“A pious man explained to his followers: “It is evil to take lives and noble to save them. Each day I pledge to save a hundred lives. I drop my net in the lake and scoop out a hundred fishes. I place the fishes on the bank, where they flop and twirl. “Don’t be scared,” I tell those fishes. “I am saving you from drowning.” Soon enough, the fishes grow calm and lie still. Yet, sad to say, I am always too late. The fishes expire. And because it is evil to waste anything, I take those dead fishes to market and I sell them for a good price. With the money I receive, I buy more nets so I can save more fishes.”  ― Amy TanSaving Fish from Drowning

Public education and the common school has been a stalwart in our society since the 1800’s. We need to question and look closely at the efforts to reform education. We must examine more deeply intentions and outcomes or reforms, otherwise we may engage in saving fish from drowning. Some education reformers have inadvertently or by design taken the attitude that to save public education they have destroy it through corporatization, privatization, and standardized testing.

The public schools – the ideal of the common school – have been disparaged. The so-called reforms have, in many cases, narrowed the scope of what an education is for children, which is a hazard to them and our country’s future.

Our society worships on the altar of science. In some cases, some believe that educated means emphasizing science, technology, engineering, and math, also known as STEM. Certainly knowing science and math are important, but that narrow definition jeopardizes other aspects of becoming fully educated. Living is not simply an act of engineering.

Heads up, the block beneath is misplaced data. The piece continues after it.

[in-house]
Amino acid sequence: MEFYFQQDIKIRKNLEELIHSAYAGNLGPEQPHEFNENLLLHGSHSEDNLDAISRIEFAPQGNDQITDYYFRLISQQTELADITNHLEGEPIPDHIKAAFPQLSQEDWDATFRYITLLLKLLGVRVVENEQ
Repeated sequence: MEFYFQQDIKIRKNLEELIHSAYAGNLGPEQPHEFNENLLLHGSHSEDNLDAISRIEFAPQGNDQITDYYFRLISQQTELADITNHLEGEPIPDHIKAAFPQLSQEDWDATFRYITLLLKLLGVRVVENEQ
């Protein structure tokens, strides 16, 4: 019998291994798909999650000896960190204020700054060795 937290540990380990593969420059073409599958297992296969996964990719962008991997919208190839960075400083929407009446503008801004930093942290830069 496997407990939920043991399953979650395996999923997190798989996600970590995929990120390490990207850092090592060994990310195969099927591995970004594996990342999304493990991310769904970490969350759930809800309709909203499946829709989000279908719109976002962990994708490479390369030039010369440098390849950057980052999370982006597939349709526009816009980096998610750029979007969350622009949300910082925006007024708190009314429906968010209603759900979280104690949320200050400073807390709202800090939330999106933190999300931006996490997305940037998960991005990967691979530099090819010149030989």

What’s missing? There are plenty of examples in history of people who had detailed knowledge in one or two areas, but who fell short in their responsibilities civically and personally. Wall Street is a recent example. Smart people armed with fancy diplomas and specialized knowledge made decisions that were ethically questionable or geared solely to corporate or personal self-interest. Client security fell by the wayside. In more extreme historical examples we see the consequences of intelligent people standing with their hands in their pockets ‘just following orders’ while gross injustices occur.

What is necessary? Our children need to be educated to understand their responsibility in a democratic republic and gain some sense of historical perspective about their duty to their family, community and country. This is much more than simply passing a content test in a few subjects.

Students must examine and understand the complexities of having a society based on truth, justice, liberty, and equality. They must comprehend history. They should study rhetoric so that they appreciate language, persuasion, and dialogue. They should also grasp quantitative reasoning and its advantages and pitfalls, particularly in this age of stem. They should appreciate literature and the fine arts because they enhance creative interpretation and the application of concepts, principles, and culture. They should explore ethical principles and their relevance to historical and current circumstances.

In essence, all children need a strong liberal arts education. Specialization and narrowness of their education is a disservice, not only to them, but also to our society. Problem solving in our society requires people with a broad perspective across content, and a deep understanding of the principles, values, and moral expectations to maintain and create a civil society.

History has demonstrated that in totalitarian regimes the first to be restricted and jailed are the artists, writers, poets, and philosophers. Understanding cultural values and their philosophical foundations are essential for the ethical and moral application of service and duty and for strong families.

The discrepancy between intentions and outcomes exists with some school reforms. We don’t have to destroy it in order to save it.